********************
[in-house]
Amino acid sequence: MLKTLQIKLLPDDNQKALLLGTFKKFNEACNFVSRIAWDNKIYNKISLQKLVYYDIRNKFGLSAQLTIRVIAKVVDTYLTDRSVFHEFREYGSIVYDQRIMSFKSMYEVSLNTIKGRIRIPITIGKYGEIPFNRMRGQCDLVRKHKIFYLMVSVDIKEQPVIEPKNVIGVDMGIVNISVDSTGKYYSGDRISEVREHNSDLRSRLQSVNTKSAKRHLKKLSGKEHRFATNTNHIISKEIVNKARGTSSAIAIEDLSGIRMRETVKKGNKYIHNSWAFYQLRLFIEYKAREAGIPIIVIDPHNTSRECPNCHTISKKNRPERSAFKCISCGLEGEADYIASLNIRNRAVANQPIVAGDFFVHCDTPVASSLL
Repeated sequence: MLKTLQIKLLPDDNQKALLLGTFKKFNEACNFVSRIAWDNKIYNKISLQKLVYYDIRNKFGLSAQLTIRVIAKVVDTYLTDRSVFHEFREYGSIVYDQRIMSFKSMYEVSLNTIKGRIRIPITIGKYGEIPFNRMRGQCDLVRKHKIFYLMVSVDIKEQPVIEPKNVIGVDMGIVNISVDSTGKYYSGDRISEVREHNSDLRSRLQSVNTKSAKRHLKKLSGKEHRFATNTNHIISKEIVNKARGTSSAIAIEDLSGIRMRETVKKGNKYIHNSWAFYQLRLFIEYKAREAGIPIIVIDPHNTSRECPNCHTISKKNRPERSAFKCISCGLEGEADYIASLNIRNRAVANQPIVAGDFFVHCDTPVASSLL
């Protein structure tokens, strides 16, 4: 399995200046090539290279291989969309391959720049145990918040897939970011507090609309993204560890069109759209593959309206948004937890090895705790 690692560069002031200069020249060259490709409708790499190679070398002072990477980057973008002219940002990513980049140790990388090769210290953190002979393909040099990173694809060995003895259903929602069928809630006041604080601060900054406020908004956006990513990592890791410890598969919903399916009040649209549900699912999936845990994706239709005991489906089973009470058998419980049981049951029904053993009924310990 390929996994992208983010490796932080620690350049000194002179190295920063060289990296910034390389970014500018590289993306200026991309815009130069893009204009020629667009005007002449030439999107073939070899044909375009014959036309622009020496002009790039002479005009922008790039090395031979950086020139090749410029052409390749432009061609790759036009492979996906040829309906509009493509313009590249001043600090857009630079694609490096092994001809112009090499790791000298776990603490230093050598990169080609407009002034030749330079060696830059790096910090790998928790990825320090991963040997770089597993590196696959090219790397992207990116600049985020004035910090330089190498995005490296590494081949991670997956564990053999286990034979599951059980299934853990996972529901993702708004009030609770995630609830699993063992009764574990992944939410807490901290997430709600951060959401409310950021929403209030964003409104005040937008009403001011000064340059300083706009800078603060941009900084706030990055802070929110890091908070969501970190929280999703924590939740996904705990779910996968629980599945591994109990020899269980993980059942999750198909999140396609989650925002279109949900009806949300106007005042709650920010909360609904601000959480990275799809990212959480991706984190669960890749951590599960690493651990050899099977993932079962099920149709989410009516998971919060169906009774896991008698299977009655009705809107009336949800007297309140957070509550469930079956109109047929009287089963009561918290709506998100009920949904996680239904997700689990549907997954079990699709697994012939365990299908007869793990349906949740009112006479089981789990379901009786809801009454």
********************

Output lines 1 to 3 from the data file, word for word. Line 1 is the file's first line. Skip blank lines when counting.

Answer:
[in-house]
Amino acid sequence: MLKTLQIKLLPDDNQKALLLGTFKKFNEACNFVSRIAWDNKIYNKISLQKLVYYDIRNKFGLSAQLTIRVIAKVVDTYLTDRSVFHEFREYGSIVYDQRIMSFKSMYEVSLNTIKGRIRIPITIGKYGEIPFNRMRGQCDLVRKHKIFYLMVSVDIKEQPVIEPKNVIGVDMGIVNISVDSTGKYYSGDRISEVREHNSDLRSRLQSVNTKSAKRHLKKLSGKEHRFATNTNHIISKEIVNKARGTSSAIAIEDLSGIRMRETVKKGNKYIHNSWAFYQLRLFIEYKAREAGIPIIVIDPHNTSRECPNCHTISKKNRPERSAFKCISCGLEGEADYIASLNIRNRAVANQPIVAGDFFVHCDTPVASSLL
Repeated sequence: MLKTLQIKLLPDDNQKALLLGTFKKFNEACNFVSRIAWDNKIYNKISLQKLVYYDIRNKFGLSAQLTIRVIAKVVDTYLTDRSVFHEFREYGSIVYDQRIMSFKSMYEVSLNTIKGRIRIPITIGKYGEIPFNRMRGQCDLVRKHKIFYLMVSVDIKEQPVIEPKNVIGVDMGIVNISVDSTGKYYSGDRISEVREHNSDLRSRLQSVNTKSAKRHLKKLSGKEHRFATNTNHIISKEIVNKARGTSSAIAIEDLSGIRMRETVKKGNKYIHNSWAFYQLRLFIEYKAREAGIPIIVIDPHNTSRECPNCHTISKKNRPERSAFKCISCGLEGEADYIASLNIRNRAVANQPIVAGDFFVHCDTPVASSLL